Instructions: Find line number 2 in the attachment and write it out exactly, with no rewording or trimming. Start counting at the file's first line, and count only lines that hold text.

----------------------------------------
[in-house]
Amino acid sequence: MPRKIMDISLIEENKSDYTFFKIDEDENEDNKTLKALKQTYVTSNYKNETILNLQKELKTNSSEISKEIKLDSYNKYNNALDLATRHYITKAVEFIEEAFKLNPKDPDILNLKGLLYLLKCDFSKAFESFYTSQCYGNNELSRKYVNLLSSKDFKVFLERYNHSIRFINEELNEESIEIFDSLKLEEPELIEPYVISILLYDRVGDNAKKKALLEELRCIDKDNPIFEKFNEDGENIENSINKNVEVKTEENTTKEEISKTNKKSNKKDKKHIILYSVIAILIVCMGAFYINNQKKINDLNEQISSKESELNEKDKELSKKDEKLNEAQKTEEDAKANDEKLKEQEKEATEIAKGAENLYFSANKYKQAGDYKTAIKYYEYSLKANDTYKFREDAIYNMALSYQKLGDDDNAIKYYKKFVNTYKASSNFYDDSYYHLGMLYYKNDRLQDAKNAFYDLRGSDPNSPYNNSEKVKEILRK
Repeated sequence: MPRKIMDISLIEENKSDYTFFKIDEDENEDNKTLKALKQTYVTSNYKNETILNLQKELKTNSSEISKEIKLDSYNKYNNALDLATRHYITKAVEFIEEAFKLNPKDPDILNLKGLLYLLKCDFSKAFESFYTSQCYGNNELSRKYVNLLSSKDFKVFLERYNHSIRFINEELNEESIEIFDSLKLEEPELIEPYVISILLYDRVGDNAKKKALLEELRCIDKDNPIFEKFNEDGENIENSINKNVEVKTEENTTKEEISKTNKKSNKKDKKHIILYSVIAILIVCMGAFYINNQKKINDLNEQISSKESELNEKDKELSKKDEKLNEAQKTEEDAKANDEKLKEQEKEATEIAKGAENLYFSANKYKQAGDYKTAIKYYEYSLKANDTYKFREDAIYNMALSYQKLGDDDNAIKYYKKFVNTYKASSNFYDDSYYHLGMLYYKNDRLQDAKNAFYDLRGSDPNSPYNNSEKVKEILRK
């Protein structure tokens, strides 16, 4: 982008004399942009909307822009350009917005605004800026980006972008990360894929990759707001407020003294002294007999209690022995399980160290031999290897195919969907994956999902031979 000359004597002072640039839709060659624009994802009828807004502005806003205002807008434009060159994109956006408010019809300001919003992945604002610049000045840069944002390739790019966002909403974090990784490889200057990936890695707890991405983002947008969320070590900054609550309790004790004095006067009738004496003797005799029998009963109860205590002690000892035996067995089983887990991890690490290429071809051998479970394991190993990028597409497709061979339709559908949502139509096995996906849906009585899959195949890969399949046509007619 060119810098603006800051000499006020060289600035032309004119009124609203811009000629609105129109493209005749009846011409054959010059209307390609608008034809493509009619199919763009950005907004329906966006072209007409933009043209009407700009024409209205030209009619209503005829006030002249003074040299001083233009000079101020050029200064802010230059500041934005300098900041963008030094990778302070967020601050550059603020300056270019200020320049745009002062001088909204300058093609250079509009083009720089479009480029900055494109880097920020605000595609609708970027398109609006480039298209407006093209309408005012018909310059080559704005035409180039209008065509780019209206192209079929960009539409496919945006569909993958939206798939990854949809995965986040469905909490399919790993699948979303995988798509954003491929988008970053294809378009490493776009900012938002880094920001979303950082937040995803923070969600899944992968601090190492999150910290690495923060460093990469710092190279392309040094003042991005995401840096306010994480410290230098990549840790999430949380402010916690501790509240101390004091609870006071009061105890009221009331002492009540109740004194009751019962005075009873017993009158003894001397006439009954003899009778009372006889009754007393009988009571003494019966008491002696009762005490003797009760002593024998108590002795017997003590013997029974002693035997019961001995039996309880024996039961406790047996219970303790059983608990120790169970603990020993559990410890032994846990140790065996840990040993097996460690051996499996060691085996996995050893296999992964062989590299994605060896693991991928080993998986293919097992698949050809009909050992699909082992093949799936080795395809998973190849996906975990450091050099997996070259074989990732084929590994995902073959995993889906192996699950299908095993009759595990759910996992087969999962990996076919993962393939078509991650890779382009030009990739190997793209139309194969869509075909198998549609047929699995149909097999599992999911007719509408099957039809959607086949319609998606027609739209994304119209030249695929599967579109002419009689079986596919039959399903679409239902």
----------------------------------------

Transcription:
Amino acid sequence: MPRKIMDISLIEENKSDYTFFKIDEDENEDNKTLKALKQTYVTSNYKNETILNLQKELKTNSSEISKEIKLDSYNKYNNALDLATRHYITKAVEFIEEAFKLNPKDPDILNLKGLLYLLKCDFSKAFESFYTSQCYGNNELSRKYVNLLSSKDFKVFLERYNHSIRFINEELNEESIEIFDSLKLEEPELIEPYVISILLYDRVGDNAKKKALLEELRCIDKDNPIFEKFNEDGENIENSINKNVEVKTEENTTKEEISKTNKKSNKKDKKHIILYSVIAILIVCMGAFYINNQKKINDLNEQISSKESELNEKDKELSKKDEKLNEAQKTEEDAKANDEKLKEQEKEATEIAKGAENLYFSANKYKQAGDYKTAIKYYEYSLKANDTYKFREDAIYNMALSYQKLGDDDNAIKYYKKFVNTYKASSNFYDDSYYHLGMLYYKNDRLQDAKNAFYDLRGSDPNSPYNNSEKVKEILRK